Kritios Boy

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Kritios Boy. Marble, c. 480 BC. Acropolis Museum, Athens.

The marble Kritios Boy or Kritian Boy belongs to the Early Classical period of ancient Greek sculpture. It is the first statue from classical antiquity known to use contrapposto;[1] Kenneth Clark called it "the first beautiful nude in art"[2] The Kritios Boy is thus named because it is attributed, on slender evidence,[2] to Kritios, who worked together with Nesiotes (sculptors of Harmodius and Aristogeiton) or their school, from around 480 BC. As currently mounted, the statue is considerably smaller than life-size at 117 cm (3 ft 10 ins),[1][3] including the supports that replace the missing feet.


The statue was excavated on the Acropolis of Athens, among the "Perserschutt", the ceremonial dump in which the Athenians buried the debris of sacred artefacts destroyed by the marauding Persian army in 480 BC. It is on display in the Acropolis Museum, Athens,[4] near the site where it was excavated. The torso was found in 1865 while excavating the foundation of the old museum at the Athenian Acropolis. The head of this statue was found twenty-three years later between the museum and the Acropolis south wall, in the latest stage of the rubble of destruction undergone in the Persian Wars. This fact, in conjunction with the analysis of its style, is essential to the dating of the statue.[5]


Whether or not Kritios was the innovator,[6] with the Kritios Boy (ephebos) the Greek artist has mastered a complete understanding of how the different parts of the body act as a system. The statue moves away from the rigid and stiff pose of the Archaic style. Kritios Boy presents a more relaxed and naturalistic pose known as contrapposto. This stance forces a chain of anatomical events: as the pelvis is pushed diagonally upwards on the left side, the right buttock relaxes, the spine acquires an "S" curve, and the shoulder line dips on the left to counteract the action of the pelvis.[7]

Among classic Greek sculptures, the Kritios Boy expresses a set of proportions known as the "Canon of Polyclitus" [8][9] It set the rule for later sculptors like Praxiteles and Lysippos, whose contrapposto, or ponderation, is more emphasised than the "subtle equilibrium of outline and axis which is to be the basis of classical art"[2] exhibited by the Kritios Boy's "delicate balance of movement"[2] It is possible that earlier bronze statues had used contraposty, but have not survived.[2] Susan Woodford has speculated that the statue is a copy of a bronze original.[10]

The Kritios Boy exhibits a number of other critical innovations that distinguish it from the Archaic Kouroi from the seventh and sixth century BC that paved its way. The Archaic style relied more on geometrical shapes to define the contours of the human body. The muscular and skeletal structure of Kritios Boy are depicted with unforced lifelike accuracy of flesh and bone, with the rib cage naturally expanded as if in the act of breathing, with a relaxed attitude and hips which are distinctly narrower. Sculptors had begun to break away from the rules of the Archaic style and follow representation that was closer to nature.[7][11] As a final forebear of the classical period, the archaic smile has been completely replaced by the accurate rendering of the lips and the austere expression that characterized the transitional Severe style. It was created in same era as the Blond Kouros's Head of the Acropolis and the group of the "Tyrannicides" Harmodius and Aristogeiton. A good example for comparison is the marble statue of an ephebos in the museum in Agrigento.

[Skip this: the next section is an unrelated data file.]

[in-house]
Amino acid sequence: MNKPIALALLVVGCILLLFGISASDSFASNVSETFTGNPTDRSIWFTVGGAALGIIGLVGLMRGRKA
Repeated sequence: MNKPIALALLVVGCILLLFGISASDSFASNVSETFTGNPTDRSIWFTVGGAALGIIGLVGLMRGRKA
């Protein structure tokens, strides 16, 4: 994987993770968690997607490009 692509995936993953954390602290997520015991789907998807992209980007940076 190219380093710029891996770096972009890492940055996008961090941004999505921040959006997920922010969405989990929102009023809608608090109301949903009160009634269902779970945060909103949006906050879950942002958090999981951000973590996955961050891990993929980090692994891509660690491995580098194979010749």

Notes and references[edit]

  1. ^ a b Janson, H.W. (1995) History of Art. 5th edn. Revised and expanded by Anthony F. Janson. London: Thames & Hudson, p. 139. ISBN 0500237018
  2. ^ a b c d e Clark, Kenneth. (2010) The Nude: A study in ideal form. New edition. London: The Folio Society, pp. 24-25.
  3. ^ Honour, H. and J. Fleming, (2009) A World History of Art.7th edn. London: Laurence King Publishing, p. 122. ISBN 9781856695848
  4. ^ Inv. no. 698.
  5. ^ Jeffrey M. Hurwitt, "The Kritios Boy: Discovery, Reconstruction, and Date", in: American Journal of Archaeology 93 (1989), pp. 41-80. For the destruction of the Athenian Acropolis generally: Martin Steskal, "Der Zerstörungsbefund 480/79 der Athener Akropolis" Eine Fallstudie zum etablierten Chronologygerüst, Hamburg 2004.
  6. ^ Literary sources credit Pythagoras of Rhegium as the sculptor who "first gave rhythm and proportion to his statues," as Kenneth Clark noted.
  7. ^ a b Laurie., Adams (2011). Art across time (4th ed.). New York: McGraw-Hill. pp. 144–145. ISBN 9780073379234. OCLC 437054149.
  8. ^ Richter, Gisela M.A. (1966) Handbuch der griechischen Kunst. Berlin: Köln-Berlin, p. 95.
  9. ^ Boardman, John. Ed. (1993) The Oxford History of Classical Art. Oxford: Oxford University Press, pp. 87-89.
  10. ^ Woodford, Susan. (1982) The Art of Greece and Rome. Cambridge: Cambridge University Press, pp. 13-14. ISBN 0521298733
  11. ^ Boardman, John (2016). Greek art (Fifth edition, revised and expanded ed.). London. p. 140. ISBN 9780500204337. OCLC 957252376.

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